Dyer K, Rosenberg H: The RNase a superfamily: Generation of diversity and innate host defense. Molecular Diversity. 2006, 10: 585-597. 10.1007/s11030-006-9028-2.
Boix E, Nogués MV: Mammalian antimicrobial proteins and peptides: overview on the RNase A superfamily members involved in innate host defence. Molecular Biosystems. 2007, 3: 317-335. 10.1039/b617527a.
Pizzo E, Buonanno P, Di Maro A, Ponticelli S, De Falco S, Quarto N, Cubellis MV, D'Alessio G: Ribonucleases and Angiogenins from Fish. J Biol Chem. 2006, 281: 27454-27460. 10.1074/jbc.M605505200.
Cho S, Zhang J: Zebrafish Ribonucleases Are Bactericidal: Implications for the Origin of the Vertebrate RNase A Superfamily. Mol Biol Evol. 2007, 24: 1259-1268. 10.1093/molbev/msm047.
Quarto N, Pizzo E, D'Alessio G: Temporal and spatial expression of RNases from zebrafish (Danio rerio). Gene. 2008, 427: 32-41. 10.1016/j.gene.2008.09.006.
Zendzian EN, Barnard EA: Distributions of pancreatic ribonuclease, chymotrypsin, and trypsin in vertebrates. Arch Biochem Biophys. 1967, 122 (3): 699-713. 10.1016/0003-9861(67)90180-4.
Suzuki R, Kanno S, Ogawa Y, Iwama M, Tsuji T, Ohgi K, Irie M: On a salmon (Oncorhynchus keta) liver RNase, belonging to RNase T2 family: primary structure and some properties. Bioscience, Biotechnology, and Biochemistry. 2005, 69: 343-352. 10.1271/bbb.69.343.
Altschul S, Gish W, Miller W, Myers E, Lipman D: Basic local alignment search tool. Journal of Molecular Biology. 1990, 215: 403-410.
Pelegri F: Maternal factors in zebrafish development. Developmental Dynamics. 2003, 228: 535-554. 10.1002/dvdy.10390.
Kloc M, Etkin LD: RNA localization mechanisms in oocytes. J Cell Sci. 2005, 118: 269-282. 10.1242/jcs.01637.
Su AI, Wiltshire T, Batalov S, Lapp H, Ching KA, Block D, Zhang J, Soden R, Hayakawa M, Kreiman G, et al: A gene atlas of the mouse and human protein-encoding transcriptomes. Proceedings of the National Academy of Sciences of the United States of America. 2004, 101: 6062-6067. 10.1073/pnas.0400782101.
Schmid M, Davison TS, Henz SR, Pape UJ, Demar M, Vingron M, Scholkopf B, Weigel D, Lohmann JU: A gene expression map of Arabidopsis thaliana development. Nat Genet. 2005, 37: 501-506. 10.1038/ng1543.
Benton MJ, Donoghue PC: Paleontological Evidence to Date the Tree of Life. Mol Biol Evol. 2007, 24: 26-53. 10.1093/molbev/msl150.
Putnam NH, Butts T, Ferrier DE, Furlong RF, Hellsten U, Kawashima T, Robinson-Rechavi M, Shoguchi E, Terry A, Yu JK, et al: The amphioxus genome and the evolution of the chordate karyotype. Nature. 2008, 453: 1064-1071. 10.1038/nature06967.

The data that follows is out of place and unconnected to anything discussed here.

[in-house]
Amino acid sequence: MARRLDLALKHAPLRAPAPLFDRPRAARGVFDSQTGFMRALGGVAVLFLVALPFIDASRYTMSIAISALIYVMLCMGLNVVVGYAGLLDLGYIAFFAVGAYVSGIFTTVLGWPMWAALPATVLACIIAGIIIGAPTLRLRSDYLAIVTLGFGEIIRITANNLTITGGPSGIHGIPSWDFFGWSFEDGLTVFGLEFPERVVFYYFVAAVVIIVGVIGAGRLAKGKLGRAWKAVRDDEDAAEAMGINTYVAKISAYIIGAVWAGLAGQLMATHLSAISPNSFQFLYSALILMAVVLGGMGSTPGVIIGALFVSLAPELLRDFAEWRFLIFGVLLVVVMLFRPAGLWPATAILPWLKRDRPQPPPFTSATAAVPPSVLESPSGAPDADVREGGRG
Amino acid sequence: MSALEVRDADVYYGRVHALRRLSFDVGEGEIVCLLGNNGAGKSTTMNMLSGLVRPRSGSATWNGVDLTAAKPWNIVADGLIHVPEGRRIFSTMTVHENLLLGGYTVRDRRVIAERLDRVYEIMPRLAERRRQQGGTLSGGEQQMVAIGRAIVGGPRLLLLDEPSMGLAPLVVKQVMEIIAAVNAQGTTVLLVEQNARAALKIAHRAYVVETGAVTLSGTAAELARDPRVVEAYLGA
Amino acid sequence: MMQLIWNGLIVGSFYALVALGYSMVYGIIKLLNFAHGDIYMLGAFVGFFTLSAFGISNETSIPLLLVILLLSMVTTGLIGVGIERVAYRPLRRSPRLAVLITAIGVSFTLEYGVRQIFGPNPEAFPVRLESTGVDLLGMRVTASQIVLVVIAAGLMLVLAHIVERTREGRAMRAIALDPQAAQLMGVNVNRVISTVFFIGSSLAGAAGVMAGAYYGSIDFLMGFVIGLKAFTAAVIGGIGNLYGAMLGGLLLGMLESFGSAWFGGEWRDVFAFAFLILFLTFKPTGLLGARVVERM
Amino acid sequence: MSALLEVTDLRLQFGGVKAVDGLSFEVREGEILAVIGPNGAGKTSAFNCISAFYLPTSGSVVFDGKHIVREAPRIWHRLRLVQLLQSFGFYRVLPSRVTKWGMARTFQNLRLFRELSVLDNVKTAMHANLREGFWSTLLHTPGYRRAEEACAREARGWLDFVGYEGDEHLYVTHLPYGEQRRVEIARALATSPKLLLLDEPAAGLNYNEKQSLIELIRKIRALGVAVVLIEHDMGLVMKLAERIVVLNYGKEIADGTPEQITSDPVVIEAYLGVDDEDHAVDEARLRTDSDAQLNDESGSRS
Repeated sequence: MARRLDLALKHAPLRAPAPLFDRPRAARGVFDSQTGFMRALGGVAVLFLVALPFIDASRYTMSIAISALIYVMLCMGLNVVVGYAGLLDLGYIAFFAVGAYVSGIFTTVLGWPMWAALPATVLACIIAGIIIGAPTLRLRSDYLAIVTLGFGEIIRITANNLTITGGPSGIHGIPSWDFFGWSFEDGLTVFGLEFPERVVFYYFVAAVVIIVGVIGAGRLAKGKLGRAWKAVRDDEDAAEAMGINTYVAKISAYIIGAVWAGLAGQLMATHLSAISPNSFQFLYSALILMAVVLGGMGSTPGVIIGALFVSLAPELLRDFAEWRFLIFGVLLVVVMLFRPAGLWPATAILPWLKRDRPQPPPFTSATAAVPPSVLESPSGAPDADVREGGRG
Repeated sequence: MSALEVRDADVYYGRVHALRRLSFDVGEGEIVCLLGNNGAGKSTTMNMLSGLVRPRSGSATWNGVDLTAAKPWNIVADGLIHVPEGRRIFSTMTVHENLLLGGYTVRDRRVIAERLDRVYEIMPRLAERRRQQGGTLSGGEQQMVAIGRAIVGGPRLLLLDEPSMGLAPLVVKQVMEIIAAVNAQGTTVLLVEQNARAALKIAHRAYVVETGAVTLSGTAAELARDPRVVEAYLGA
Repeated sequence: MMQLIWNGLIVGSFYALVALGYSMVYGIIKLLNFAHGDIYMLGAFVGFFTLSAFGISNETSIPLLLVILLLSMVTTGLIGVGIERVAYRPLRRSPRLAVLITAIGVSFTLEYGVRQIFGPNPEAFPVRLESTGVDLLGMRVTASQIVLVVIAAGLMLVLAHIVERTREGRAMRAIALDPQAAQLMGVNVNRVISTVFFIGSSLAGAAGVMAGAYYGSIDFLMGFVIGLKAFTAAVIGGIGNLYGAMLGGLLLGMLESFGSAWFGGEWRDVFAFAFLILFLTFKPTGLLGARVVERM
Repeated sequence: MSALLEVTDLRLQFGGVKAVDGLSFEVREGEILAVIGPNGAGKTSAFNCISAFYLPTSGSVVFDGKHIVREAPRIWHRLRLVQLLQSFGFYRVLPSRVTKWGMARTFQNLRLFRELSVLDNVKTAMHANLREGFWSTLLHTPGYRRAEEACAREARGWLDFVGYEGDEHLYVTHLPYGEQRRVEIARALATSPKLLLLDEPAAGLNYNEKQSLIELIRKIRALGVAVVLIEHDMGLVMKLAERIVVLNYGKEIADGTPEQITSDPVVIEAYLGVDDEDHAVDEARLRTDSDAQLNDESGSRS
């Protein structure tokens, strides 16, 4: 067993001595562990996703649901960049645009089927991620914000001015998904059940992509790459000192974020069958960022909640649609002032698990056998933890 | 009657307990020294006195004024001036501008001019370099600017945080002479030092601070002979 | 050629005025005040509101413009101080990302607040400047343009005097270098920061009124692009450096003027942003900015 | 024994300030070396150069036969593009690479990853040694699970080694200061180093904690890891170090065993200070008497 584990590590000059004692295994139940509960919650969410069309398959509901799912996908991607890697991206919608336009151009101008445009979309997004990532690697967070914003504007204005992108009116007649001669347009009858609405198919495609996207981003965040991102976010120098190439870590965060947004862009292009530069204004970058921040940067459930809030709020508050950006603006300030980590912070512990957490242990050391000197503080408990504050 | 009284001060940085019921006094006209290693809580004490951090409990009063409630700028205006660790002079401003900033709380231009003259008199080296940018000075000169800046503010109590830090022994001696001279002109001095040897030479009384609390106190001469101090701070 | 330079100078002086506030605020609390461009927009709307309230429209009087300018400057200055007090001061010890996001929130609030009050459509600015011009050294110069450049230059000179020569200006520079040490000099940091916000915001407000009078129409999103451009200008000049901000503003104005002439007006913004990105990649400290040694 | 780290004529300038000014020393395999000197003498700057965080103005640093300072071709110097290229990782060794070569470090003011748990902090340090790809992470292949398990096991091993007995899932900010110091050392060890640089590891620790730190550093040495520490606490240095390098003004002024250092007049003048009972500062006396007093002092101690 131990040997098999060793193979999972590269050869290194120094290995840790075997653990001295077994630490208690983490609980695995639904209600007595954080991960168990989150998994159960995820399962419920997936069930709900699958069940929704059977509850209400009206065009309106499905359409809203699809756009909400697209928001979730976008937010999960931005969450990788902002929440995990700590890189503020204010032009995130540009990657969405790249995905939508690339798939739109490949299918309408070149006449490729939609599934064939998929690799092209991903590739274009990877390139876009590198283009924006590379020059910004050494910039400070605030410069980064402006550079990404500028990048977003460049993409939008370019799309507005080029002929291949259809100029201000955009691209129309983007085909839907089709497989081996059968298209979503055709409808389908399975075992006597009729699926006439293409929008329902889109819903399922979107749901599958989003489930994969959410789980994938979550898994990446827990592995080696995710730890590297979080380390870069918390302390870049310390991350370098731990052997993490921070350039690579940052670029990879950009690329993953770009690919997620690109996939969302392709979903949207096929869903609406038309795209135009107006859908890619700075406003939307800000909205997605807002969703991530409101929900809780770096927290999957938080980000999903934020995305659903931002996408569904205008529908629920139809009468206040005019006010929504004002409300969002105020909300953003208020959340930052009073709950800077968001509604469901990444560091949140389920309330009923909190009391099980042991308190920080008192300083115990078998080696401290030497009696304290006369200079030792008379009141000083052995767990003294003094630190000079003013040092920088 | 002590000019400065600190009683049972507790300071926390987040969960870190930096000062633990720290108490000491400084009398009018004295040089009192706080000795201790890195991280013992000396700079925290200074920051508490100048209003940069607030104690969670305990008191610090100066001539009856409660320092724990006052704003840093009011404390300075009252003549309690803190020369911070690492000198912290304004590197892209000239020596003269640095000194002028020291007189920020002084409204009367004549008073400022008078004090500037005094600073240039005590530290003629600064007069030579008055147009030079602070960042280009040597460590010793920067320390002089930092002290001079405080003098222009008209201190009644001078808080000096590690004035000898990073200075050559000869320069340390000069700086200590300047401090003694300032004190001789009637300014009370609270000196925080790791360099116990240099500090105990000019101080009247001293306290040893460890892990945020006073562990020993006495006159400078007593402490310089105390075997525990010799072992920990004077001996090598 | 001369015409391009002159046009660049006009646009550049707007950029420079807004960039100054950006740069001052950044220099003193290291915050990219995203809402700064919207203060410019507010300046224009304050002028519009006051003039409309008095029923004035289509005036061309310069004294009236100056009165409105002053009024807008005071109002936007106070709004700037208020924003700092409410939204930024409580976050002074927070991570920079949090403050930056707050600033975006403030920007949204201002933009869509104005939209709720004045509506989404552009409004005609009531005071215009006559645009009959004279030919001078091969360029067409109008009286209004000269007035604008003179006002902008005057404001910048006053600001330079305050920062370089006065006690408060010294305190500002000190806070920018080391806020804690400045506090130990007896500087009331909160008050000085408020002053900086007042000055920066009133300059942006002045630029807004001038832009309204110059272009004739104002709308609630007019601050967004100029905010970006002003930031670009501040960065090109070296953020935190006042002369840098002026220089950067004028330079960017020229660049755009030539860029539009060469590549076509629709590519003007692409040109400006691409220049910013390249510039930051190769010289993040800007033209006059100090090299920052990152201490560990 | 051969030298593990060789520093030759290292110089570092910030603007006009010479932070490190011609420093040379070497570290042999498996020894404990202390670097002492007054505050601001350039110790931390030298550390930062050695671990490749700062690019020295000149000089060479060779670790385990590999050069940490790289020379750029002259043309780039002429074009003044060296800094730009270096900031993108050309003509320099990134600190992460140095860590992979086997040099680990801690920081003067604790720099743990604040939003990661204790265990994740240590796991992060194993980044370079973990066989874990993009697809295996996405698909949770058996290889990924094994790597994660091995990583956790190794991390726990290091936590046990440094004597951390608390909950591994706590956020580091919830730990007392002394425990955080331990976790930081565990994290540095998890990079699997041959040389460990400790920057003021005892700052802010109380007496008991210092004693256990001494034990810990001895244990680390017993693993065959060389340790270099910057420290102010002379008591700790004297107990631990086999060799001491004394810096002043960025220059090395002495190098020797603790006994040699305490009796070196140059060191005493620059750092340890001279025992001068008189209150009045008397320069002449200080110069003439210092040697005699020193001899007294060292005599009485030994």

Parry S, Newbigin E, Currie G, Bacic A, Oxley D: Identification of Active-Site Histidine Residues of a Self-Incompatibility Ribonuclease from a Wild Tomato. Plant Physiol. 1997, 115: 1421-1429. 10.1104/pp.115.4.1421.
Deshpande RA, Shankar V: Ribonucleases from T2 Family. Critical Reviews in Microbiology. 2002, 28: 79-122. 10.1080/1040-840291046704.
Acquati F, Morelli C, Cinquetti R, Bianchi MG, Porrini D, Varesco L, Gismondi V, Rocchetti R, Talevi S, Possati L, et al: Cloning and characterization of a senescence inducing and class II tumor suppressor gene in ovarian carcinoma at chromosome region 6q27. Oncogene. 2001, 20: 980-988. 10.1038/sj.onc.1204178.
Monti L, Rodolfo M, Lo Russo G, Noonan D, Acquati F, Taramelli R: RNASET2 as a Tumor Antagonizing Gene in a Melanoma Cancer Model. Oncology Research Featuring Preclinical and Clinical Cancer Therapeutics. 2008, 17: 69-74.
Kazakou K, Holloway DE, Prior SH, Subramanian V, Acharya KR: Ribonuclease A homologues of the zebrafish: polymorphism, crystal structures of two representatives and their evolutionary implications. J Mol Biol. 2008, 308 (1): 206-222. 10.1016/j.jmb.2008.04.070.
Peer Van de Y: Tetraodon genome confirms Takifugu findings: most fish are ancient polyploids. Genome Biology. 2004, 5: 250-10.1186/gb-2004-5-12-250.
Steinke D, Hoegg S, Brinkmann H, Meyer A: Three rounds (1R/2R/3R) of genome duplications and the evolution of the glycolytic pathway in vertebrates. BMC Biology. 2006, 4: 16-10.1186/1741-7007-4-16.
Hugot K, Ponchet M, Marais A, Ricci P, Galiana E: A Tobacco S-like RNase Inhibits Hyphal Elongation of Plant Pathogens. Molecular Plant-Microbe Interactions. 2002, 15: 243-250. 10.1094/MPMI.2002.15.3.243.
Galiana E, Bonnet P, Conrod S, Keller H, Panabieres F, Ponchet M, Poupet A, Ricci P: RNase Activity Prevents the Growth of a Fungal Pathogen in Tobacco Leaves and Increases upon Induction of Systemic Acquired Resistance with Elicitin. Plant Physiol. 1997, 115: 1557-1567. 10.1104/pp.115.4.1557.
Kurata N, Kariu T, Kawano S, Kimura M: Molecular Cloning of cDNAs Encoding Ribonuclease-related Proteins in Nicotiana glutinosa Leaves, as Induced in Response to Wounding or to TMV-infection. Bioscience, Biotechnology, and Biochemistry. 2002, 66: 391-397. 10.1271/bbb.66.391.
Arnold U, Ulbrich-Hofmann R: Natural and engineered ribonucleases as potential cancer therapeutics. Biotechnology Letters. 2006, 28: 1615-1622. 10.1007/s10529-006-9145-0.
McClure B: New views of S-RNase-based self-incompatibility. Current Opinion in Plant Biology. 2006, 9: 639-646. 10.1016/j.pbi.2006.09.004.
Huang H-C, Wang S-C, Leu Y-J, Lu S-C, Liao Y-D: The Rana catesbeiana rcr Gene Encoding a Cytotoxic Ribonuclease. TISSUE DISTRIBUTION, CLONING, PURIFICATION, CYTOTOXICITY, AND ACTIVE RESIDUES FOR RNase ACTIVITY. J Biol Chem. 1998, 273: 6395-6401. 10.1074/jbc.273.11.6395.
Taylor CB, Bariola PA, del Cardayré SB, Raines RT, Green PJ: RNS2: a senescence-associated RNase of Arabidopsis that diverged from the S-RNases before speciation. Proceedings of the National Academy of Sciences of the United States of America. 1993, 90: 5118-5122. 10.1073/pnas.90.11.5118.